The new estimate, reported in the inaugural issue of Public Library of Science ONE (Dec. 2006), takes into account something other measures of genetic difference do not -- the genes that aren't there.
That isn't to say the commonly reported 1.5 percent nucleotide-by-nucleotide difference between humans and chimps is wrong, said IUB computational biologist Matthew Hahn, who led the research. IUB postdoctoral researcher Jeffery Demuth is the paper's lead author.
"Both estimates are correct in their own way," Hahn said. "It depends on what you're asking. There isn't a single, standard estimate of variation that incorporates all the ways humans, chimps and other animals can be genetically different from each other."
By studying "gene families" -- sets of genes in every organism's genome that are similar (or identical) because they share a common origin -- the scientists also provide new information about the evolution of humanness. After surveying gene families common to both humans and chimps, the researchers observed in the human genome a significant increase in the duplication of genes that influence brain functions.
"Our results support mounting evidence that the simple duplication and loss of genes has played a bigger role in our evolution than changes within single genes," Hahn said.
That finding complements reports by University of Colorado and University of Michigan researchers in the journals Science and PLoS Biology earlier this year, in which researchers showed that both gains and losses of individual genes have contributed to human divergence from chimpanzees and other primates.
Hahn and his research partners examined 110,000 genes in 9,990 gene families that are shared by humans, common chimpanzees (Pan troglodytes), mice, rats and dogs. The scientists found that 5,622, or 56 percent, of the gene families they studied from these five species have grown or shrunk in the number of genes per gene family, suggesting changes in gene number have been so common as to constitute an evolutionary "revolving door."
The researchers paid special attention to gene number changes between humans and chimps. Using a statistical method they devised, the scientists inferred humans have gained 689 genes (through the duplication of existing genes) and lost 86 genes since diverging from their most recent common ancestor with chimps. Including the 729 genes chimps appear to have lost since their divergence, the total gene differences between humans and chimps was estimated to be about 6 percent.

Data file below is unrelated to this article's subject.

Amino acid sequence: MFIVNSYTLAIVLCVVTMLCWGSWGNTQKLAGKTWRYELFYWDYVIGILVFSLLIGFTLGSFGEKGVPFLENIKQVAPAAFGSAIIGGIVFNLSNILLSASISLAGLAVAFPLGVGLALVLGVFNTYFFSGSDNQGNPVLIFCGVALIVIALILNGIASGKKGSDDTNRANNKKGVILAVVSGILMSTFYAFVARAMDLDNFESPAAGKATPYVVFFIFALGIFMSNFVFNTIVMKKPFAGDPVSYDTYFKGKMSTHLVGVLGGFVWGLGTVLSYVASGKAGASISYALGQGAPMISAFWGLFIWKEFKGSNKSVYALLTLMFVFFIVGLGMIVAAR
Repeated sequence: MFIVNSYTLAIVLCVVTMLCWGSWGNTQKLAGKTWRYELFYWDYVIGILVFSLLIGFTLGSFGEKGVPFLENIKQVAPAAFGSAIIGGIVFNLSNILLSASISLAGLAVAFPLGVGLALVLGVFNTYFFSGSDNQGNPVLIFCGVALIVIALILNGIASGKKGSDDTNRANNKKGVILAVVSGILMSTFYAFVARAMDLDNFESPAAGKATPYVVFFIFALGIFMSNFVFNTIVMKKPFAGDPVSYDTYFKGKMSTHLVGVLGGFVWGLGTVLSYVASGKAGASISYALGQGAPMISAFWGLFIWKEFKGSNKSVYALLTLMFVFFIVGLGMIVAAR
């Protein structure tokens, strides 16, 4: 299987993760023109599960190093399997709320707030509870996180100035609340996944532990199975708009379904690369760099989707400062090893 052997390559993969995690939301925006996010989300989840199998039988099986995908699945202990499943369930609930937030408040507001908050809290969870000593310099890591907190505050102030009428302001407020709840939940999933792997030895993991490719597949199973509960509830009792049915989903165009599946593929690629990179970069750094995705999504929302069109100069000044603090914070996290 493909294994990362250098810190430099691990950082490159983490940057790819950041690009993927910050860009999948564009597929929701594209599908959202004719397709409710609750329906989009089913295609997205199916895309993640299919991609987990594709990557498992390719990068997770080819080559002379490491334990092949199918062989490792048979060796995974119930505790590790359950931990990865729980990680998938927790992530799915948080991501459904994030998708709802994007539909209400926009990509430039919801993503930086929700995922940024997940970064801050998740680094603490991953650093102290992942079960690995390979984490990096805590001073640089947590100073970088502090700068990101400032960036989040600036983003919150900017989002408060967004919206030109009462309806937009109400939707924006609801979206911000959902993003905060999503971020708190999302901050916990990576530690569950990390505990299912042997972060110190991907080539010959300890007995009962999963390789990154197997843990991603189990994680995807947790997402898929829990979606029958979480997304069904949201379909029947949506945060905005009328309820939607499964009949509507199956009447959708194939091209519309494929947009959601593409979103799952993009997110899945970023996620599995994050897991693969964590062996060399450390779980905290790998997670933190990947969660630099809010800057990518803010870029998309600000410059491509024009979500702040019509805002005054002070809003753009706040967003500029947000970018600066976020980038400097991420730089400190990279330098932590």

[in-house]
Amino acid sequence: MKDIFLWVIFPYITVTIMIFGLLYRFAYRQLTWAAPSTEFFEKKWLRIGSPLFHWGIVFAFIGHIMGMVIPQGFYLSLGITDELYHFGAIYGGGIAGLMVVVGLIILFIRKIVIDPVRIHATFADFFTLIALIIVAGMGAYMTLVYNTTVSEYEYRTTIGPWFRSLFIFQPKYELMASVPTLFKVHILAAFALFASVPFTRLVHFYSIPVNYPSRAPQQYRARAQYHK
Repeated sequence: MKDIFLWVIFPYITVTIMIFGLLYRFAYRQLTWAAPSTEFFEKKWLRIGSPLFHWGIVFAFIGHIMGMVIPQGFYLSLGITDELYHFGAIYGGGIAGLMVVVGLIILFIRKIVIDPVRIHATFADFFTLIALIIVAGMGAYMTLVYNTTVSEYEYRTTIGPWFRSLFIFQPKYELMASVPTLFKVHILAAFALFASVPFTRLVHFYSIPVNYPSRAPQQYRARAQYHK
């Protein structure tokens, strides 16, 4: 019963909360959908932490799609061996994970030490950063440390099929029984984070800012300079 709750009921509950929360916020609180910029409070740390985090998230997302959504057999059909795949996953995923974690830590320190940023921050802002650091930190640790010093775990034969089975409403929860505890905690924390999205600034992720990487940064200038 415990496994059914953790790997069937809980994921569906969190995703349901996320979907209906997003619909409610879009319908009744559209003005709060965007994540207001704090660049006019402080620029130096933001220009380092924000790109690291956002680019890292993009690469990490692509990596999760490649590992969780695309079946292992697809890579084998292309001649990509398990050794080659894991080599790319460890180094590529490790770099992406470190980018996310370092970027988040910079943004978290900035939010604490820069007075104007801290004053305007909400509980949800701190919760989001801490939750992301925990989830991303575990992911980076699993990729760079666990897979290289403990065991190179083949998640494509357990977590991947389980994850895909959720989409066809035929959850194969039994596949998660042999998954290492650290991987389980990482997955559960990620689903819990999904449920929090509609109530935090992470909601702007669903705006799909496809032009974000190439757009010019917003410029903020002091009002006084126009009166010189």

Hahn said any serious measure of genetic difference between humans and chimps must incorporate both variation at the nucleotide level among coding genes and large-scale differences in the structure of human and chimp genomes. The real question biologists will face is not which measure is correct but rather which sets of differences have been more important in human evolution.
"That's not for me to decide," he said.
David Bricker | EurekAlert!
New risk factors for anxiety disorders
24.02.2017 | Julius-Maximilians-Universität Würzburg
Stingless bees have their nests protected by soldiers
24.02.2017 | Johannes Gutenberg-Universität Mainz
Cells need to repair damaged DNA in our genes to prevent the development of cancer and other diseases. Our cells therefore activate and send “repair-proteins”...
The Fraunhofer IWS Dresden and Technische Universität Dresden inaugurated their jointly operated Center for Additive Manufacturing Dresden (AMCD) with a festive ceremony on February 7, 2017. Scientists from various disciplines perform research on materials, additive manufacturing processes and innovative technologies, which build up components in a layer by layer process. This technology opens up new horizons for component design and combinations of functions. For example during fabrication, electrical conductors and sensors are already able to be additively manufactured into components. They provide information about stress conditions of a product during operation.
The 3D-printing technology, or additive manufacturing as it is often called, has long made the step out of scientific research laboratories into industrial...
Nature does amazing things with limited design materials. Grass, for example, can support its own weight, resist strong wind loads, and recover after being...
Nanometer-scale magnetic perforated grids could create new possibilities for computing. Together with international colleagues, scientists from the Helmholtz Zentrum Dresden-Rossendorf (HZDR) have shown how a cobalt grid can be reliably programmed at room temperature. In addition they discovered that for every hole ("antidot") three magnetic states can be configured. The results have been published in the journal "Scientific Reports".
Physicist Dr. Rantej Bali from the HZDR, together with scientists from Singapore and Australia, designed a special grid structure in a thin layer of cobalt in...
13.02.2017 | Event News
10.02.2017 | Event News
09.02.2017 | Event News
24.02.2017 | Life Sciences
24.02.2017 | Life Sciences
24.02.2017 | Trade Fair News